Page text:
At dawn a van carrying a 551-pound Roman goddess resembling the Statue of Liberty crossed the bridge to Ellis Island after completing a journey by land from Kent, Ohio. A team of staff carried her body of resin and sand into a converted dormitory of Ellis Island, where they painted the folds of her toga and angular face, so that light would fall on her as if she were a statue chiseled by hand and completed in 1883, not 2019.
The statue, a commissioned copy made by 3D printing, will be on view for the first time during “Sisters in Liberty: From Florence, Italy to New York, New York,” a temporary exhibit at the Ellis Island National Museum of Immigration. The exhibit explores America and Italy’s ideas of liberty at the turn of the 19th century through the lens of two heroic public sculptures: Frédéric Bartholdi’s Statue of Liberty (1886) and her Italian twin, Pio Fedi’s Libertà della Poesia (1883).
After many emails, transatlantic visits and research, the U.S. National Parks Service and the Opera di Santa Croce in Florence, Italy succeeded in producing this long-awaited exhibition with the help of several other partners. The Italian Consulate General of New York hosted a press event led by Consul General Francesco Genuardi to kick off the exhibit and to honor the 200th anniversary of the US Consul General in Florence. The exhibit runs from October 18th through April 26th, 2020, and is the third ever done on the Statue of Liberty. “We felt like this was an important exhibit,” said Diana Pardue, Director of Museum Services at Ellis Island. “It deserves to be up longer.”
The idea was born seven years ago in Florence, Italy. Two women strolled through the Santa Croce Basilica, admiring the tombs of Italian greats like Giotto and Michelangelo, as many American tourists had done before, including Ralph Waldo Emerson. When curator Paola Vojnovic showed Sarah Morrison, the US Consul General at the time, the tomb of poet Giovanni Battista Niccolini she asked who it reminded her of. Morrison saw a likeness to Lady Liberty immediately. “The light went off in my head. I wanted to know the connection between the two sculptures,” said Morrison.They knew the place to tell the story of these sister sculptures had to be Ellis Island. “It seemed like it would be an impossible task on both sides,” said Morrison, “But with dedication, they found a way.”
After years of research by four curators in Italy and the US, Giuseppe De Micheli and Paola Vojnovic (Opera di Santa Croce), and David G. Wilkins, Dr. Ann Thomas Wilkins, (Duquesne University), there is no evidence that the two sculptors ever met. But the shared influences on their artistic lives cannot be disputed as the six-room exhibit proves. Like the Statue of Liberty, which was commissioned in the wake of the American Civil War, Fedi’s sculpture is considered to be one of the first sculptures to symbolize the unification of Italy.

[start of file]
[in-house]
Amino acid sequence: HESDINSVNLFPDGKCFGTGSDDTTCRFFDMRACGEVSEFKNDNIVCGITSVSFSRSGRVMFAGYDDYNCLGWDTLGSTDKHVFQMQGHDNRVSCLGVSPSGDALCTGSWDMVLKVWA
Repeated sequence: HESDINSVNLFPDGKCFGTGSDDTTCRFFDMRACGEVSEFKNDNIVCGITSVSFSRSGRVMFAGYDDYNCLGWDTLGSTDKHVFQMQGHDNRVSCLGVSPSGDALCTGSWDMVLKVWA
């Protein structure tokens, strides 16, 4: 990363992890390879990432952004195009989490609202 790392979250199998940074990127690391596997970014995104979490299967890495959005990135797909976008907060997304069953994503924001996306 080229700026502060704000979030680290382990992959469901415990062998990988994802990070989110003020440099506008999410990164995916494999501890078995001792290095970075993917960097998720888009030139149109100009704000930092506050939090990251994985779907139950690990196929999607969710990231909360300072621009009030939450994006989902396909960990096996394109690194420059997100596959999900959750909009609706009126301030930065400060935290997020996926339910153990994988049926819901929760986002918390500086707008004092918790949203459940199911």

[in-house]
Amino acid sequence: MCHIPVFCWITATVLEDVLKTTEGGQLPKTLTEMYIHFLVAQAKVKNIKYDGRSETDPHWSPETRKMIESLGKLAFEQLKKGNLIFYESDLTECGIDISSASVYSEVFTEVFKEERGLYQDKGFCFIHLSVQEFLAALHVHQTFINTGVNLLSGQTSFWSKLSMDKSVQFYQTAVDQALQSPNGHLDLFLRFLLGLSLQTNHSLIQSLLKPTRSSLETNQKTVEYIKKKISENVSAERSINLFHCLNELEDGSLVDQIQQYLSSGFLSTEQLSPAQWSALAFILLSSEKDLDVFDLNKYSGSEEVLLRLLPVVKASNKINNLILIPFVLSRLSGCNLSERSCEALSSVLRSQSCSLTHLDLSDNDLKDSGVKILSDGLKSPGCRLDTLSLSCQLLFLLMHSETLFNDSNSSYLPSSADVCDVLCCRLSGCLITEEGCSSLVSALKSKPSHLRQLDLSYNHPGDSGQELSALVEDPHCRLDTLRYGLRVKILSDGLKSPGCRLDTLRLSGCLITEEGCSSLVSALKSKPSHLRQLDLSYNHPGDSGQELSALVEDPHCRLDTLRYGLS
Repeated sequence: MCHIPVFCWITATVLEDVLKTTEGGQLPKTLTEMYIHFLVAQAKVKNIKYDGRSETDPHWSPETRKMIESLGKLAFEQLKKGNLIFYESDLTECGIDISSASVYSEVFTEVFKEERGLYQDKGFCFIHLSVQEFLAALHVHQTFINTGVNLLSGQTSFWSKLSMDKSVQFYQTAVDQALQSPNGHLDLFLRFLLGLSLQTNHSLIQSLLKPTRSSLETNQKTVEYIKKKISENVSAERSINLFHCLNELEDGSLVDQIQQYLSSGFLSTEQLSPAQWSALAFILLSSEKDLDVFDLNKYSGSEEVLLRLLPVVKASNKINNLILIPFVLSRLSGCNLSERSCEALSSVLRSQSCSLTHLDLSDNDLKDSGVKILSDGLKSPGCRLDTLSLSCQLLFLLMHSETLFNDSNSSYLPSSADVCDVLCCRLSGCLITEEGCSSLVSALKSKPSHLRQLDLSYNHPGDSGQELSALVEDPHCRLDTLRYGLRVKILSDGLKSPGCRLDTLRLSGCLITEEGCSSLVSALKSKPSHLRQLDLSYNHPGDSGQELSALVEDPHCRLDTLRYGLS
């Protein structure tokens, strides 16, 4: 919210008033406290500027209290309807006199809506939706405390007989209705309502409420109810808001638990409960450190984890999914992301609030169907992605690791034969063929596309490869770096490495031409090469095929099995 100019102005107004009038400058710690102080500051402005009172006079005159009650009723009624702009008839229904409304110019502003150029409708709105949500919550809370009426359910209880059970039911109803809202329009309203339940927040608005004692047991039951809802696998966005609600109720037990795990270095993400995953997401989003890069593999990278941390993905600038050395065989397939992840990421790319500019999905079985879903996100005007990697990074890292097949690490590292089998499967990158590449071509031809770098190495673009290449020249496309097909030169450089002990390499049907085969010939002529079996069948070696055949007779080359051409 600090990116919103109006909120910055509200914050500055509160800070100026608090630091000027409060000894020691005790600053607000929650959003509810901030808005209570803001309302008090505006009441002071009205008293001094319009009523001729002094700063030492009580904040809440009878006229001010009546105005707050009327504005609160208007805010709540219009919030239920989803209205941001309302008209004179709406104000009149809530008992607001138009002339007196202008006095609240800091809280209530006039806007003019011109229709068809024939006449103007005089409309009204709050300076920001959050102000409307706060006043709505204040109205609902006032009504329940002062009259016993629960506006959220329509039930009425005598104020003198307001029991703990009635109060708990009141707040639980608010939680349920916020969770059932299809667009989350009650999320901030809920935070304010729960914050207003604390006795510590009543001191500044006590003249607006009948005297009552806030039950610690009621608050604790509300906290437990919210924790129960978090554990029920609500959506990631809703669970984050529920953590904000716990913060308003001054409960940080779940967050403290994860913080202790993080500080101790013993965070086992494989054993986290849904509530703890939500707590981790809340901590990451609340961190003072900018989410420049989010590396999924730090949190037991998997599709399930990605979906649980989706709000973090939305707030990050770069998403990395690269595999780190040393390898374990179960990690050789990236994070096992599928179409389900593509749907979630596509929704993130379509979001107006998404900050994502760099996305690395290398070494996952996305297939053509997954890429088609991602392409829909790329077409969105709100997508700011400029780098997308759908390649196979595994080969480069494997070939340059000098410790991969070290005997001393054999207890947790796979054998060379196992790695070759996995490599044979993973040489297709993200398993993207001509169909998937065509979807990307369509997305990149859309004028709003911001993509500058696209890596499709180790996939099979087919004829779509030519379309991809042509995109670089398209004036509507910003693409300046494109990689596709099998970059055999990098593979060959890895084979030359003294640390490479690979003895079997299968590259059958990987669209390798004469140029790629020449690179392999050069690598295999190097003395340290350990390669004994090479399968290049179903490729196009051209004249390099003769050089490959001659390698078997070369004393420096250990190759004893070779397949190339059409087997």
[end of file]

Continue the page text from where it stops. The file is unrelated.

Because Fedi’s sculpture could not be removed from its home at the Santa Croce Basilica, Kent State University stepped in to fabricate a 3D-printed copy using neuroscience technology. Kent State has the largest American university campus in Florence.
For the curators of Santa Croce, the creation of the 3D sculpture parallels the efforts of Bartholdi and Fedi at the turn of the century. “They were so innovative when they did this,” said Vojnovic, recalling how Bartholdi called upon the engineering genius of Gustav Eiffel when designing the Statue of Liberty. “They were playing with the media of the time, and now we’re doing the same thing.”
The exhibit also offers visitors a chance to play with the past. The Wick Poetry Center at Kent State University contributed a large touch-screen known as a “Listening Wall”. Visitors can compose their own poems in real-time by selecting words from historic texts that are featured in the exhibit and in the Library of Congress. The Wick Poetry Center and Santa Croce worked together to choose documents that speak to liberty, self determination and democracy. Kent State plans on hosting more Listening Walls on their campus and one in Santa Croce to foster a global conversation on liberty.
For Diane Pardue, who has devoted decades to telling immigration stories at Ellis Island, this exhibit is one of many future international collaborations with Italy. “It’s important that Americans learn about Italian history and Italian connections,” she said. “This exhibition opens up a whole new history: we’re all thinking about revolutions and liberty.”
Additional Exhibit Information:
The project partners of the exhibit are: National Park Service / Statue of Liberty National Monument and Ellis Island, Kent State University, US Consulate General in Florence, Italian Consulate General in New York, Garibaldi Meucci Museum, and The Union League Legacy Foundation. Donor support came from American Express and Four Seasons Hotel Firenze.
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